Hydroclimatology and Solar Explorations


The Milankovitch 100K Eccentricity Cycle and Quaternary Glaciations

The paleoclimate and the climate community has adopted a Quaternary Ice Age model in which the primary climate driver is the Milankovitch eccentricity cycle (MEC).   But in the figure below, which I adapted in 2012 (1) from Roe 2006 (2), it was certainly hard for me to see any visual correlation between the ~100K year glacial oscillation (inferred Temperature, cyan) and the MEC (orbital, magenta).  Subsequent correlation work on my part (informal, unpublished) supports the concern that the two time series are for all practical purposes, uncorrelated.

malnkovich graph and glacial oscillations

In 2013, at a paleo conference at the NM Museum of Natural History and Science (3), I presented something that had apparently never been done (or at least published) before.  I ran an FFT on the Milankovitch combined orbital cycles (the magenta line above).  The result is shown below on the right, with the ‘true’ glacial cycle at left.


The graph demonstrates that there is no power associated with the 100,000 year MEC, even though this cycle is asserted to be the driver for the 100,000 year glacial oscillations of the past ~1 million years.  In  some texts, that lack of power is barely acknowledged, and in a number other texts there is no mention at all of this critical deficiency.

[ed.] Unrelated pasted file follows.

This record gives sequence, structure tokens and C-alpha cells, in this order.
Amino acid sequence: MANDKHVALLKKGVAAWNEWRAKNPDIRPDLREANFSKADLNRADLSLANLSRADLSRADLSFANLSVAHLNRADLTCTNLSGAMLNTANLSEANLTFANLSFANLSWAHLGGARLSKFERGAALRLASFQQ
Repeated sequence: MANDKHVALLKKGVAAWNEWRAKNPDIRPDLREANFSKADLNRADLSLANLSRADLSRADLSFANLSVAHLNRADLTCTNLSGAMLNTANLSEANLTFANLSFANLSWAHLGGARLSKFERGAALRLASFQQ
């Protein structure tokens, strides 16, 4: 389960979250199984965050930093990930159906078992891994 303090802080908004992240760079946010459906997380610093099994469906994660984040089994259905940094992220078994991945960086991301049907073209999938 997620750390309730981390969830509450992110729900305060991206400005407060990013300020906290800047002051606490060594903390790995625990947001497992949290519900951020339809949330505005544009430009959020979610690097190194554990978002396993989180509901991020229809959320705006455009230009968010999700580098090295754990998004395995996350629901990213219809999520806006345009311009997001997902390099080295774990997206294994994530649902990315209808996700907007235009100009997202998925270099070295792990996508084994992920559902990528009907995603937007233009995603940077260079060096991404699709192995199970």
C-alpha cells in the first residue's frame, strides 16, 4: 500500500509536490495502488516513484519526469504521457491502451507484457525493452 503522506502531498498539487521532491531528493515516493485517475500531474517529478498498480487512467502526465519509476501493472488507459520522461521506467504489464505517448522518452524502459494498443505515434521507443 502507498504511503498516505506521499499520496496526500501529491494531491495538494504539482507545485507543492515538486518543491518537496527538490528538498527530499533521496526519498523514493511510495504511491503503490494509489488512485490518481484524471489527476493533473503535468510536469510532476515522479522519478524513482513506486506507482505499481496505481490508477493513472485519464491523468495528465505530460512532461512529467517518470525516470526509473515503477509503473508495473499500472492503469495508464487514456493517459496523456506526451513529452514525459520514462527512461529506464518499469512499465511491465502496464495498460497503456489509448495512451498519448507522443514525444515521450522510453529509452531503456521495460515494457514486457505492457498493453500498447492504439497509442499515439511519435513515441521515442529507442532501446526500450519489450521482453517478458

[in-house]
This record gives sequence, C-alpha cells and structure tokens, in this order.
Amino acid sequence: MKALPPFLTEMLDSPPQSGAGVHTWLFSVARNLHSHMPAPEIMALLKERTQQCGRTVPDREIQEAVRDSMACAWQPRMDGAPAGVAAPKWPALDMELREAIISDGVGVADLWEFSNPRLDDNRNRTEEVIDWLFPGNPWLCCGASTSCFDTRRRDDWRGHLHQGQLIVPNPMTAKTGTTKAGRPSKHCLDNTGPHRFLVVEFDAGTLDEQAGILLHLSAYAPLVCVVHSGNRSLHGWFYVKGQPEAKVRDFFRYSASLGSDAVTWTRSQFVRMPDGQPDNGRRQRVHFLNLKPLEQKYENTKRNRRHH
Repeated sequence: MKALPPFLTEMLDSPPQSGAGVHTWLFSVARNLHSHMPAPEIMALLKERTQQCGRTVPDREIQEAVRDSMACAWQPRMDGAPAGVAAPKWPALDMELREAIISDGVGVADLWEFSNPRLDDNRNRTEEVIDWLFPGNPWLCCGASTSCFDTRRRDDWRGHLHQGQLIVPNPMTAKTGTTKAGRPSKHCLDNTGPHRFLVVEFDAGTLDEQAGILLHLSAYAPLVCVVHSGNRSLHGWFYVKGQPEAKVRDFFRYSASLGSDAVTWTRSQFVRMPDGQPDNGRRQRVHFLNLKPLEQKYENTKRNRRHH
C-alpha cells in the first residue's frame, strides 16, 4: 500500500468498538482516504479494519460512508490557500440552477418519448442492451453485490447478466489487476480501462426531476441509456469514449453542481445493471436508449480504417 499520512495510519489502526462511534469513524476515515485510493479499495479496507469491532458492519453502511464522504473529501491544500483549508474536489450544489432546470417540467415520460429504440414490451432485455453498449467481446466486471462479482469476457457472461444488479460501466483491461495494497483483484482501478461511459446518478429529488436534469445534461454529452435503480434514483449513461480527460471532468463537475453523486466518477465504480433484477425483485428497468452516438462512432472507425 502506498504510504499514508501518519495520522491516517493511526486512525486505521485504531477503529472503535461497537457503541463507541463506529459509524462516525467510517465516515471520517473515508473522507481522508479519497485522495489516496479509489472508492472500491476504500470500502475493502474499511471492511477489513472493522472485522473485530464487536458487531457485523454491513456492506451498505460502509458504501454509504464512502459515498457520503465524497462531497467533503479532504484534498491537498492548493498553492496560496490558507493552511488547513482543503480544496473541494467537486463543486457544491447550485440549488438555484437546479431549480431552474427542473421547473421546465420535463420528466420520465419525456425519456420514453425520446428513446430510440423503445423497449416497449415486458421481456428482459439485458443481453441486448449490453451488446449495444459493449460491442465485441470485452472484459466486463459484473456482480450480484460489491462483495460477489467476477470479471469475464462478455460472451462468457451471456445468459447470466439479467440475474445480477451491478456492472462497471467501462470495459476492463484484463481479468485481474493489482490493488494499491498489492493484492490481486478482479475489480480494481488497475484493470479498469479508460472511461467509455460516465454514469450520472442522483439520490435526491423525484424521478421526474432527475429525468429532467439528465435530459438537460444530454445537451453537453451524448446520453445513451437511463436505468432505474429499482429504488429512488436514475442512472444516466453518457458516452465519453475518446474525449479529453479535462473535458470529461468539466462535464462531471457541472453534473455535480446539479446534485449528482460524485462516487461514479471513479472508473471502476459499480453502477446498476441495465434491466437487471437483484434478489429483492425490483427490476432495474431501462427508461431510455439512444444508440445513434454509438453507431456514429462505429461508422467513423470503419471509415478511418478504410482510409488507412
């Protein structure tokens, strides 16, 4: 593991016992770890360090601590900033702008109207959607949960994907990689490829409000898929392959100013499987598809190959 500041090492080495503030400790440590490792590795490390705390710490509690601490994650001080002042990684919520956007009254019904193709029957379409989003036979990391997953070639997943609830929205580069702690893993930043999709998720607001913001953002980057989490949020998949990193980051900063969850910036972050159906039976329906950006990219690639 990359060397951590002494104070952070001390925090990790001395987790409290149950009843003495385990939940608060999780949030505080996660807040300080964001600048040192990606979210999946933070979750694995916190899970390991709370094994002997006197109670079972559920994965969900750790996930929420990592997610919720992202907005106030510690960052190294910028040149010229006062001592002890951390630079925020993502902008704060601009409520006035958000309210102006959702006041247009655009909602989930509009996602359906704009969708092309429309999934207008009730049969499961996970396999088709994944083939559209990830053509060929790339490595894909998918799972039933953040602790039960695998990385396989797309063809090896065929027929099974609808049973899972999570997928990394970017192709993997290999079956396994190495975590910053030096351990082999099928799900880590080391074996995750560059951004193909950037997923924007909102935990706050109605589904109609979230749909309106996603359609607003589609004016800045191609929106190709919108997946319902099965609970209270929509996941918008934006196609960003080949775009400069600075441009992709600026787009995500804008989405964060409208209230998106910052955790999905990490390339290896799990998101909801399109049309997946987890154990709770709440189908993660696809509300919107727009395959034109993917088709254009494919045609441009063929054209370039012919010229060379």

There are many other reasons, often easily found in the scientific literature, to dismiss MEC as a climate driver.  I plan to provide further posts regarding this important misconception.

1. Wallace, M.G., 2012, The Devil’s Hole is in the  Details,  Poster presentation at  American Geophysical Union (AGU) Fall 2012 Conference, San Francisco, CA  PP51B-2133

2. Roe, G., 2006, “In Defense of Milankovitch”, Geophysical Research Letters, Vol. 33, L24703

3. Wallace, M.G.  and Wilgus-Hastings, C. 2013, EXPLORATION OF POSSIBLE CORRELATIONS OF THE INTERSTELLAR MEDIUM (IM) OVER TIME WITH THE CARBONIFEROUS-PERMIAN BOUNDARY New Mexico Museum of Natural History and Science, Bulletin 60


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